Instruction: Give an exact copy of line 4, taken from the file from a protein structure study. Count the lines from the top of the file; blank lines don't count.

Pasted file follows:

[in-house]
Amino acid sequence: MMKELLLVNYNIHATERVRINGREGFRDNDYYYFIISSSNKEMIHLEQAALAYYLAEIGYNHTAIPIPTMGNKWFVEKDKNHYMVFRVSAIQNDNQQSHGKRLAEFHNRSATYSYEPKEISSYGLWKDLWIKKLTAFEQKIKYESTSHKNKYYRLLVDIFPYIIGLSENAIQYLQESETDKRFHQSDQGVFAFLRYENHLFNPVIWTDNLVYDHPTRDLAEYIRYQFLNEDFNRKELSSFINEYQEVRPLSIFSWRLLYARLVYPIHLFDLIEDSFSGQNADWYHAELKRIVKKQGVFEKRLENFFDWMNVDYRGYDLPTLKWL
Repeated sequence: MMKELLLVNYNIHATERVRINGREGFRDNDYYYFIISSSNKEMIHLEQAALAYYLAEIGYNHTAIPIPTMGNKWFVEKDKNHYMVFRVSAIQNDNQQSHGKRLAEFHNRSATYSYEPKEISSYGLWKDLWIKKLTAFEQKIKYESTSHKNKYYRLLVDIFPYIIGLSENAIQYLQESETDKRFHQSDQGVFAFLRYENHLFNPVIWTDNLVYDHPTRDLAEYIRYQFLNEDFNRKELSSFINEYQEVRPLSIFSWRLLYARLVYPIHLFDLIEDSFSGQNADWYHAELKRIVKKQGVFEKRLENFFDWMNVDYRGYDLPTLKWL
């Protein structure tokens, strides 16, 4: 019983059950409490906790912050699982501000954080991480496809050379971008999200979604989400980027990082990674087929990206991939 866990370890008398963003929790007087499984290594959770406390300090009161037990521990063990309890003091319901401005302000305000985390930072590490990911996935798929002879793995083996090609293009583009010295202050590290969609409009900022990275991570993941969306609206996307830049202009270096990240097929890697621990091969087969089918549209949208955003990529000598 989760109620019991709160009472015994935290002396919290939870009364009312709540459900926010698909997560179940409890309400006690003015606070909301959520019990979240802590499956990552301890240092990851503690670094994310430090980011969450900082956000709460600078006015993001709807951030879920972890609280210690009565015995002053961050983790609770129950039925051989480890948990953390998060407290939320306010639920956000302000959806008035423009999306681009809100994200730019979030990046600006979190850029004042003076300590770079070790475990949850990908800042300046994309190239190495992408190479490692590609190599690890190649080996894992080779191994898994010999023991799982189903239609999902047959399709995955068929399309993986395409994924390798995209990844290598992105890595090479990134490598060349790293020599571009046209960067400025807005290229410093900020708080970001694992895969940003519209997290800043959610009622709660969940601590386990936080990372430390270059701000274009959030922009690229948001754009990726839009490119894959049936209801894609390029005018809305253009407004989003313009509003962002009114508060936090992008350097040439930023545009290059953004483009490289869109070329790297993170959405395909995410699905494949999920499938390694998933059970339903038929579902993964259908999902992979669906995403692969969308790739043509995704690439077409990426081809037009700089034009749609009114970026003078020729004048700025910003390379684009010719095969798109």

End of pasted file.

């Protein structure tokens, strides 16, 4: 019983059950409490906790912050699982501000954080991480496809050379971008999200979604989400980027990082990674087929990206991939 866990370890008398963003929790007087499984290594959770406390300090009161037990521990063990309890003091319901401005302000305000985390930072590490990911996935798929002879793995083996090609293009583009010295202050590290969609409009900022990275991570993941969306609206996307830049202009270096990240097929890697621990091969087969089918549209949208955003990529000598 989760109620019991709160009472015994935290002396919290939870009364009312709540459900926010698909997560179940409890309400006690003015606070909301959520019990979240802590499956990552301890240092990851503690670094994310430090980011969450900082956000709460600078006015993001709807951030879920972890609280210690009565015995002053961050983790609770129950039925051989480890948990953390998060407290939320306010639920956000302000959806008035423009999306681009809100994200730019979030990046600006979190850029004042003076300590770079070790475990949850990908800042300046994309190239190495992408190479490692590609190599690890190649080996894992080779191994898994010999023991799982189903239609999902047959399709995955068929399309993986395409994924390798995209990844290598992105890595090479990134490598060349790293020599571009046209960067400025807005290229410093900020708080970001694992895969940003519209997290800043959610009622709660969940601590386990936080990372430390270059701000274009959030922009690229948001754009990726839009490119894959049936209801894609390029005018809305253009407004989003313009509003962002009114508060936090992008350097040439930023545009290059953004483009490289869109070329790297993170959405395909995410699905494949999920499938390694998933059970339903038929579902993964259908999902992979669906995403692969969308790739043509995704690439077409990426081809037009700089034009749609009114970026003078020729004048700025910003390379684009010719095969798109």